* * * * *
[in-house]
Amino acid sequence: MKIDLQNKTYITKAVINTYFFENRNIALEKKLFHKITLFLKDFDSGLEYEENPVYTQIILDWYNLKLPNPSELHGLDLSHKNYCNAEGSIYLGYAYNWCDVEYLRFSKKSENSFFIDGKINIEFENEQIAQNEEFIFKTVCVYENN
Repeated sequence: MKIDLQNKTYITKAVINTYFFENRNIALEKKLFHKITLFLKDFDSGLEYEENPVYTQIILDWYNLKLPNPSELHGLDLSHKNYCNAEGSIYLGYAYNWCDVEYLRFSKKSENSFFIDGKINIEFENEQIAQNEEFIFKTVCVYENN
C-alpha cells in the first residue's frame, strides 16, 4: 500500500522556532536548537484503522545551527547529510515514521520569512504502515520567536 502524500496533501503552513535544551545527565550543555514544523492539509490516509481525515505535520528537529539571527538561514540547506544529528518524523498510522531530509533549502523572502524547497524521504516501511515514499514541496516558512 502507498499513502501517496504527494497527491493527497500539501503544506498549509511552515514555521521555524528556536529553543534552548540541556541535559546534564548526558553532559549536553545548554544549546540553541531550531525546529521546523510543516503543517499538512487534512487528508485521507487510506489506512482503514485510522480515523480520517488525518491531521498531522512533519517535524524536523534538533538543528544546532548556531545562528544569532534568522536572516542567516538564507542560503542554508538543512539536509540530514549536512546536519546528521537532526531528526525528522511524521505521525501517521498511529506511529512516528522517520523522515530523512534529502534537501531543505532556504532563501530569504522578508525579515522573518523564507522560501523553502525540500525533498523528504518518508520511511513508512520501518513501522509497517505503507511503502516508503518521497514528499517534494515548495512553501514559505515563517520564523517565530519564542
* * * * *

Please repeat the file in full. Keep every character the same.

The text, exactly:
[in-house]
Amino acid sequence: MKIDLQNKTYITKAVINTYFFENRNIALEKKLFHKITLFLKDFDSGLEYEENPVYTQIILDWYNLKLPNPSELHGLDLSHKNYCNAEGSIYLGYAYNWCDVEYLRFSKKSENSFFIDGKINIEFENEQIAQNEEFIFKTVCVYENN
Repeated sequence: MKIDLQNKTYITKAVINTYFFENRNIALEKKLFHKITLFLKDFDSGLEYEENPVYTQIILDWYNLKLPNPSELHGLDLSHKNYCNAEGSIYLGYAYNWCDVEYLRFSKKSENSFFIDGKINIEFENEQIAQNEEFIFKTVCVYENN
C-alpha cells in the first residue's frame, strides 16, 4: 500500500522556532536548537484503522545551527547529510515514521520569512504502515520567536 502524500496533501503552513535544551545527565550543555514544523492539509490516509481525515505535520528537529539571527538561514540547506544529528518524523498510522531530509533549502523572502524547497524521504516501511515514499514541496516558512 502507498499513502501517496504527494497527491493527497500539501503544506498549509511552515514555521521555524528556536529553543534552548540541556541535559546534564548526558553532559549536553545548554544549546540553541531550531525546529521546523510543516503543517499538512487534512487528508485521507487510506489506512482503514485510522480515523480520517488525518491531521498531522512533519517535524524536523534538533538543528544546532548556531545562528544569532534568522536572516542567516538564507542560503542554508538543512539536509540530514549536512546536519546528521537532526531528526525528522511524521505521525501517521498511529506511529512516528522517520523522515530523512534529502534537501531543505532556504532563501530569504522578508525579515522573518523564507522560501523553502525540500525533498523528504518518508520511511513508512520501518513501522509497517505503507511503502516508503518521497514528499517534494515548495512553501514559505515563517520564523517565530519564542